Ok, so you've trained a model and it's not doing as well as you'd hoped. Now what? You could experiment with augmentation, try a different architecture, or check your training data for errors. But what if those all fail?

Oftentimes, the single most impactful thing you can do to improve your model is to give it more training data. In this post we explore a quick and easy way to give your model a boost by combining your own custom dataset with publicly available image datasets.

Collecting More Data

The naive solution is to send someone out into the wild with a camera to capture more images. As you would expect, this is an expensive and time-consuming process.

This is why we encourage our customers to get the first version of their model into production as soon as possible so they can use their users to collect real-world data to iteratively improve their model with active learning.

You can also add augmentations, generate synthetic data via context augmentation, 3d renders, or generative adversarial networks (GANs).

But there's another way that can quickly yield improvements: adding annotated images from public datasets. In this post we'll show how we can use data from OpenImages to improve our model's accuracy on a COCO class by up to 7.5%.

The Baseline

Uploading the car class from COCO to Roboflow.

We're going to create a car detection model. We'll start by training a baseline model on a subset of 1000 images of cars from the COCO dataset.

The results from training on COCO alone are pretty good, but we can do better.

Example predictions from our model on a test image from my phone's camera roll.

Adding Images from a Public Dataset

We're now going to follow the steps from this OpenImages data slicing tutorial to double the size of our dataset by adding an additional 1000 car images from OpenImages to our dataset's training set (making sure to remap Car to car so the model sees them as the same class).

Downloading additional Car images from OpenImages

The Results

We re-trained our model with these new images and achieved a 7.5% improvement on our validation set! (From 47.2% mean average precision to 50.8%)

The results on the same validation images are better when we add an additional 1000 images.

Subjectively, the model performs much better as well. Here's that same image from my camera roll (note how the first model didn't identify the Volkswagen Beetle as a car but this one did).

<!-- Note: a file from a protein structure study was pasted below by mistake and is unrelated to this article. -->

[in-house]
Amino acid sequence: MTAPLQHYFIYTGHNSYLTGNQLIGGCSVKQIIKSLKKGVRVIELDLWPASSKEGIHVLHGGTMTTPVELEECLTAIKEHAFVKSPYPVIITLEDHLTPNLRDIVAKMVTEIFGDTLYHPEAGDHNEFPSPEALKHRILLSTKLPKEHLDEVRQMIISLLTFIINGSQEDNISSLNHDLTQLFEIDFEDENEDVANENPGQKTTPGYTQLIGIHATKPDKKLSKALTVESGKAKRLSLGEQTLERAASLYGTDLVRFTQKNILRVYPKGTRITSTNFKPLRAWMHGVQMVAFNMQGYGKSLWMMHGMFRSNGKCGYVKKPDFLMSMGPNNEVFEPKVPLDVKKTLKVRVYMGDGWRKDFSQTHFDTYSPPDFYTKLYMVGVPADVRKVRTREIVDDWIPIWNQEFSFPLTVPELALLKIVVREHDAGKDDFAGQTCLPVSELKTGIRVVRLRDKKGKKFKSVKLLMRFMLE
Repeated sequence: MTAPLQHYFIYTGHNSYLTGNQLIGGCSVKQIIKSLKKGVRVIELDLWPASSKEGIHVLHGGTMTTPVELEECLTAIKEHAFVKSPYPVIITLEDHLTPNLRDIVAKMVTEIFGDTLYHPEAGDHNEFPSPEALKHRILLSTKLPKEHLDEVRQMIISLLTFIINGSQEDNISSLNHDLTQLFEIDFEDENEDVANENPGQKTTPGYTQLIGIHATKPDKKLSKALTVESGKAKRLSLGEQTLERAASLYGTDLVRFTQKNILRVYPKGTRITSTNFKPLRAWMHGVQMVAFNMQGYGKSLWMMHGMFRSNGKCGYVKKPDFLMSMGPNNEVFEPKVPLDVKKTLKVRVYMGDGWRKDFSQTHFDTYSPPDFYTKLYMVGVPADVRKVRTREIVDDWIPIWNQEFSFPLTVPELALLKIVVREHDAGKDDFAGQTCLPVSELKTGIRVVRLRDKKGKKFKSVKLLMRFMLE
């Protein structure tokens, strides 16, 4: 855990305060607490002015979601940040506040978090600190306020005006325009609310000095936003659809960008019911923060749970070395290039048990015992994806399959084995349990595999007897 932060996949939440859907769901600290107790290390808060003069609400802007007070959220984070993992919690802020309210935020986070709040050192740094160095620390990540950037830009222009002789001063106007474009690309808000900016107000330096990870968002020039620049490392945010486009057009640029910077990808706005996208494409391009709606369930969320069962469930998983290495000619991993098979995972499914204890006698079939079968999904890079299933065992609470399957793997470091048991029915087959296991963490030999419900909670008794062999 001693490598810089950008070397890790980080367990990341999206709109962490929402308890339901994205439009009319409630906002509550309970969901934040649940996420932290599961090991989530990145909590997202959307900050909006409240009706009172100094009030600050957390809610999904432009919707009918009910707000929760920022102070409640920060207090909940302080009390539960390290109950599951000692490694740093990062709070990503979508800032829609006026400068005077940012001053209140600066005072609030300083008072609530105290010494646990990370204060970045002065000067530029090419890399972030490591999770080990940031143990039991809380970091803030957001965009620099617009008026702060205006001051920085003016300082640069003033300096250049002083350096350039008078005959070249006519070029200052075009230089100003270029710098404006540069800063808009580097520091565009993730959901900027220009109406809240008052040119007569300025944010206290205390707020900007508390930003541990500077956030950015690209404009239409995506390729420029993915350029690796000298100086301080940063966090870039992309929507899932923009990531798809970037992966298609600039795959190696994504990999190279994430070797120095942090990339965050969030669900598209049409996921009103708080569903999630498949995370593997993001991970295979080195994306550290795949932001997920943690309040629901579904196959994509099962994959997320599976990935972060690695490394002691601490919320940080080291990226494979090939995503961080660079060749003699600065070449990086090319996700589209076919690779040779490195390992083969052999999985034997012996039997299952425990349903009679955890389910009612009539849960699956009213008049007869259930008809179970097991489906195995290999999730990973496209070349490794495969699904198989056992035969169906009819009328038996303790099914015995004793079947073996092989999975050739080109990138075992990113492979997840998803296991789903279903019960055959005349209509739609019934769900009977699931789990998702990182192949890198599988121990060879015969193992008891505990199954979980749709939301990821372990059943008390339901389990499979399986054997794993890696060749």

Sample inference from the new model.


The effectiveness of this method, understandably, degrades the as the size of the original dataset increases. It only works if the problem is that your model doesn't have enough varied examples to work from and the images you feed in are similar enough to your own dataset that your model can extract useful information from it.

Starting with all 12,000 COCO car images yielded 63.4% mAP; adding an additional 5,000 from OpenImages did still improve the results but it only boosted mAP to 63.8% (a 0.6% improvement).


In just a few minutes we were able to show a marked improvement on our car model just by adding more data from a public dataset. COCO and OpenImages have labeled data for hundreds of classes; if you're looking for similar objects, you're in luck! If they don't have any relevant images have a look at our public datasets page to see if there's another public dataset that might fit the bill.

In addition to adding examples of the things your model is looking for you may also want to add examples of things it is getting confused by. For example, my sign language detection model was identifying human faces as hands because there weren't many in its training examples; I was able to improve its performance by adding images of faces from OpenImages which decreased the number of false positives.